xoxo Lori

  4. Lori this is a beautiful, touching, heartfelt post. I am proud of you for being so real and honest. It helps others through life. You are making such a difference. I am sorry you have been tired and worn, but I am thankful God gave you such writing ability to share your life with us. I remember one day you and I were messaging back and forth on FB and my week had been tough. I was frazzled, tired, and had cried that week. I didn’t share how bad my week had been because you said something that brought me back to earth, reality and away from selfishness. You told me, “I have the privilege of taking care of my parents, as hard as it may be, I am blessed to still have them.” This spoke volumes to me. How could I whine or complain when you have so much on your plate and still have a great outlook on life? You have a servant’s heart just like Jesus and I can’t wait until we get to heaven and see your crown. I am proud to call you my family. I love you.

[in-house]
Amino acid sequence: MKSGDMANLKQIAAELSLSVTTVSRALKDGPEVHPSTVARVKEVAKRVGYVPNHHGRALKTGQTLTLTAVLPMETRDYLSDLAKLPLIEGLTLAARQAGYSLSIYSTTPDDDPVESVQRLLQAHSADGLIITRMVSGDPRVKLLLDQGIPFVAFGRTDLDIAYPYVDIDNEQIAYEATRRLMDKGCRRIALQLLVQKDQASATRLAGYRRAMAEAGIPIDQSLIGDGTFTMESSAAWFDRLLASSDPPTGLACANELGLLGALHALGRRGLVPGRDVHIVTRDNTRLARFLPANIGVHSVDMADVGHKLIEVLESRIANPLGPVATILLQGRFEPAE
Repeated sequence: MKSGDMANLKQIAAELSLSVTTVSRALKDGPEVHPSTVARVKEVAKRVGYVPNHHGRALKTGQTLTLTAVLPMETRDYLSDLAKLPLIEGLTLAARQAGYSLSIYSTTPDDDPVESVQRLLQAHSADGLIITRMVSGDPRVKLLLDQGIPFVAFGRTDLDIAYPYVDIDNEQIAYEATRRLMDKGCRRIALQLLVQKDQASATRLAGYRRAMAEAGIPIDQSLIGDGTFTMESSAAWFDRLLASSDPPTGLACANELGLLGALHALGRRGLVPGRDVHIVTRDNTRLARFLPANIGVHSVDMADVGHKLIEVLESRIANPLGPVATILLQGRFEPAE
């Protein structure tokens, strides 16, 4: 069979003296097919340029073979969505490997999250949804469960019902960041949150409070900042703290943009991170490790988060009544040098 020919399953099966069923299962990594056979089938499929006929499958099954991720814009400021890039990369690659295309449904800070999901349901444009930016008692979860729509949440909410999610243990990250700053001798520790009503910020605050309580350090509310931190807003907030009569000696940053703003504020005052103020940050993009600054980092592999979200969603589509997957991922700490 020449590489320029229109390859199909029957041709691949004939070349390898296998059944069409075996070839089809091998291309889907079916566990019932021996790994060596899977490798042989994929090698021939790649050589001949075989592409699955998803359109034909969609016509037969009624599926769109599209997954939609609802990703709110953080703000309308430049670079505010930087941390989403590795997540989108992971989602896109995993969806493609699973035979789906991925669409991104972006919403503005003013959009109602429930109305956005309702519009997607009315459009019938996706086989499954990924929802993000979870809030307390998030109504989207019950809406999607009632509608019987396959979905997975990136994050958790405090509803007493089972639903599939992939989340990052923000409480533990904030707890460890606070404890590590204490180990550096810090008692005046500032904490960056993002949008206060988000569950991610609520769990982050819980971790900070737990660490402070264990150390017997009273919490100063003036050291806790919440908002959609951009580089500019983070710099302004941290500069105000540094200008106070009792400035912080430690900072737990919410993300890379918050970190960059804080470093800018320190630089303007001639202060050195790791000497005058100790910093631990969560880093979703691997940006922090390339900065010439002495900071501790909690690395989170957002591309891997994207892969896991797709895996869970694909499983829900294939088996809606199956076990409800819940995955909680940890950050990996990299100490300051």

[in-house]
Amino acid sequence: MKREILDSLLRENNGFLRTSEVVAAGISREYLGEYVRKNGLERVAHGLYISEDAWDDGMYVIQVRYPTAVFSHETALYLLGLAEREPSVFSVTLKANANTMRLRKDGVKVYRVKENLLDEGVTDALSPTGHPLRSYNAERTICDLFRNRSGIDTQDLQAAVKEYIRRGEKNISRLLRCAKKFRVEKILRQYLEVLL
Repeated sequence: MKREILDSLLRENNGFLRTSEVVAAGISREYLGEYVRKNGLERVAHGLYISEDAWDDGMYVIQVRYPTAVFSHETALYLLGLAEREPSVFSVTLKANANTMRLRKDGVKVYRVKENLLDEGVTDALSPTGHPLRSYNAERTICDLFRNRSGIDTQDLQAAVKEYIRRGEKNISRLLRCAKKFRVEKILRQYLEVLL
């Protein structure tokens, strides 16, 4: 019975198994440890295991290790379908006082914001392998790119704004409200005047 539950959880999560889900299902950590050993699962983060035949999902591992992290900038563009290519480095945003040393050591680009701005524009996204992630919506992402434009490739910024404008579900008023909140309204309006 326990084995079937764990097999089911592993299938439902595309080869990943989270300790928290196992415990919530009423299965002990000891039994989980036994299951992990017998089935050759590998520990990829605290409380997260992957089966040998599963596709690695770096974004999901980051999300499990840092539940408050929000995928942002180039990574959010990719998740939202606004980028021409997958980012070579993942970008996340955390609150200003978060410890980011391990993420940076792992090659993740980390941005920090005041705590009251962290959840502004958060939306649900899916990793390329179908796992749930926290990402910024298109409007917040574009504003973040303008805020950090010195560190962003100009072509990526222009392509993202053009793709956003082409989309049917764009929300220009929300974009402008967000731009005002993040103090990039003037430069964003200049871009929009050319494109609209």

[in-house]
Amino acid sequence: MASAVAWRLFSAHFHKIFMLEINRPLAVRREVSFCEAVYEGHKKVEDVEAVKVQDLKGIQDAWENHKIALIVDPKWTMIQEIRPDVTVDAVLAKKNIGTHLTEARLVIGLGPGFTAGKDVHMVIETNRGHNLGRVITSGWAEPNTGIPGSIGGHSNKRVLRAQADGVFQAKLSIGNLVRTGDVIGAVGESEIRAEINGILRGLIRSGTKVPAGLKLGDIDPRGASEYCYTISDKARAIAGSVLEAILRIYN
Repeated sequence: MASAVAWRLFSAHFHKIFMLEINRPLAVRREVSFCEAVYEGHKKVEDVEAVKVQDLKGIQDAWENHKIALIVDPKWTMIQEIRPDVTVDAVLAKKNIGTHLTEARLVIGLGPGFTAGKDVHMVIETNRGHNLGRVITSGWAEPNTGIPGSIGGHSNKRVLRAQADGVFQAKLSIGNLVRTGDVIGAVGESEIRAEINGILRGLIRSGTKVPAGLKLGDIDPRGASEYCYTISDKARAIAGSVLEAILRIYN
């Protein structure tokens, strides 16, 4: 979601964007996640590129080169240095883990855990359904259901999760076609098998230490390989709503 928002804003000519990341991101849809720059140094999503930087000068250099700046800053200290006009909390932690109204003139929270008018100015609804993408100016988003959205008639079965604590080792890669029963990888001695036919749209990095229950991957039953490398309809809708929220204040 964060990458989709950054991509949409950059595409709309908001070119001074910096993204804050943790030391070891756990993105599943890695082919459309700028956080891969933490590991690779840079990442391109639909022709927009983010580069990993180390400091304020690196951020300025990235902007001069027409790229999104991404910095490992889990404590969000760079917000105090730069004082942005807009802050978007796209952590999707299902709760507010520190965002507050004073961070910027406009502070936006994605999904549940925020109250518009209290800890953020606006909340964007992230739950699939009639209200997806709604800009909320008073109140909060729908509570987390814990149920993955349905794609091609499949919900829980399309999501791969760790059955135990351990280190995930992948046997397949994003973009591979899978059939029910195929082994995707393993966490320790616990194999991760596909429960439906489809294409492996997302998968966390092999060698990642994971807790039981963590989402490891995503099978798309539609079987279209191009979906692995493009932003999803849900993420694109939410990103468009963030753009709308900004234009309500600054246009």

• Pam, thank you so much for your kind words of love and affirmation. It means the world to me! I’ve been going though an emotional struggle for a while now and just didn’t know how to handle the things I’ve been feeling. So I put everything down in writing and really had no intention to share it. Then that inner voice within that guides us when we lose our way spoke up and said “just do it.” So I did, and I do feel like my burden was lifted. Isn’t it funny, we can say my inner voice said to do _____ and people have no problem with it. But if we said God said to do ______ people think we are crazy. 🙂